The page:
Xu: 2022 is our first business year. This year, we have had 500+ loyal customers. Our monthly revenue has exceeded $10K starting in September, and has been growing with a rate of 10% each month. 

Cookbook, Digital Delicacies, an amazing gift for the holiday season!

Also, we are excited to announce the creation of our first hardcover cookbook, Fancy & Spicy: Digital Delicacies (available on our website, Amazon, and Lulu). This cookbook is a collection of all the live cooking classes we offer, with an introduction from each of our chefs from around the world. We decided to create a book to give back to audiences that support us. It is a physical product to promote our brand awareness and build our customer loyalty. We are currently hosting an Instagram giveaway. Please follow us on IG (@fancyandspicy) and win a free copy! We also plan to host a book launch seminar at the Startup Shell on February 6th. Would love to see you then! (Register here)

DC: What’s the most important thing you are working on right now and how are you making it happen?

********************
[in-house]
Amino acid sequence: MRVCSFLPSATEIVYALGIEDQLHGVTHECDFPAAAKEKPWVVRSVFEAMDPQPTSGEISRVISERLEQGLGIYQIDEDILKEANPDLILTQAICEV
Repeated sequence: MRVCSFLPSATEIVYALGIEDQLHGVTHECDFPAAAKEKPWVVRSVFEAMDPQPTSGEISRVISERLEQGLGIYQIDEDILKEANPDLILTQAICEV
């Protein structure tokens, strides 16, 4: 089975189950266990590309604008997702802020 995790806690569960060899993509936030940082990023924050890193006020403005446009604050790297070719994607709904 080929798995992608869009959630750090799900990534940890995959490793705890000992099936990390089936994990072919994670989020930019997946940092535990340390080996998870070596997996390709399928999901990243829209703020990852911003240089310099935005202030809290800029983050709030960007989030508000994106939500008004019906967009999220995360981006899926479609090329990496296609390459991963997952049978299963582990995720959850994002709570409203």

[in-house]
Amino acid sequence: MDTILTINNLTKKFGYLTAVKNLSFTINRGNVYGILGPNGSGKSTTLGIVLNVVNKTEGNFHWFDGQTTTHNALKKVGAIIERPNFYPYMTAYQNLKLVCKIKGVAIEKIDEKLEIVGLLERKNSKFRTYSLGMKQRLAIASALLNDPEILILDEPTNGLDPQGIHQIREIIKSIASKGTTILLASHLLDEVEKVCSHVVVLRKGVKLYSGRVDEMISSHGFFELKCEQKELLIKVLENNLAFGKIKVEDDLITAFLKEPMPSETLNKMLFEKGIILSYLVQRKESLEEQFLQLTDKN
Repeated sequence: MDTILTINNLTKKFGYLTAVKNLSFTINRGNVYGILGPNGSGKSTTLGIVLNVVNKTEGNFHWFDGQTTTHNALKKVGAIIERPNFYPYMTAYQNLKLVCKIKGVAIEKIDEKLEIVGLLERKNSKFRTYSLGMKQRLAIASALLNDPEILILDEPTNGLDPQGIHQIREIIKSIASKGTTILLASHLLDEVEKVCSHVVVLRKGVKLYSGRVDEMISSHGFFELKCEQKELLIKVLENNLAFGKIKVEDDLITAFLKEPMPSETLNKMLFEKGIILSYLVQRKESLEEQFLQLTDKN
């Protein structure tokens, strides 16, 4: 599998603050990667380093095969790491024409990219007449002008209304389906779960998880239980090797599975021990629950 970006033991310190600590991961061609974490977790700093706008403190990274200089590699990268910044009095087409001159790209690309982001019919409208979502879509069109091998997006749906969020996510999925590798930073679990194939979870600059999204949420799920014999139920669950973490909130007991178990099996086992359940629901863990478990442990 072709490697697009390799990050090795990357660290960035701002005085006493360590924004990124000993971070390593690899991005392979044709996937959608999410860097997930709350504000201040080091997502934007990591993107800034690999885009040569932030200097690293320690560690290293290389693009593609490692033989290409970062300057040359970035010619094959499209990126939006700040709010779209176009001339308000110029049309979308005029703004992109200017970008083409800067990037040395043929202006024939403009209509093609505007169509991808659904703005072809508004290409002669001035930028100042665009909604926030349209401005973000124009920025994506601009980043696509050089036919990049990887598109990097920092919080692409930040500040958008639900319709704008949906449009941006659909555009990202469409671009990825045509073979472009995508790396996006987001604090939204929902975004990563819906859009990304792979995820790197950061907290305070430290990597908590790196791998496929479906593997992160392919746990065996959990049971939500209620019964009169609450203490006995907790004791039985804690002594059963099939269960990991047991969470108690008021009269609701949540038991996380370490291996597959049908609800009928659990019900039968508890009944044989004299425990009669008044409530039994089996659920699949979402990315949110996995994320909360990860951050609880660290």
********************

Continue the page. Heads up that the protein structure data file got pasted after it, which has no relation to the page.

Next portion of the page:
Xu: Customer acquisition is the most important thing we are working on. If you or someone you know might be interested in cooking classes, please check out our website at https://www.fancyandspicy.com/. We are offering Christmas sale 25% off on all the classes next week! 

There are several strategies we are pursuing. First, we will continue talking to our customers, discovering our ideal customers and where they turn to for cooking information. We will then tag ourselves to these places and build our community. Second, create amazing content to reach organic growth. While recruiting chefs, we focus on their ability to present, create content and attract followers. Third, continue target advertising while experimenting with diversified channels. Finally, we will motivate people to take more classes by launching new classes and programs. Through these efforts, we aim to acquire customers and to scale our business exponentially.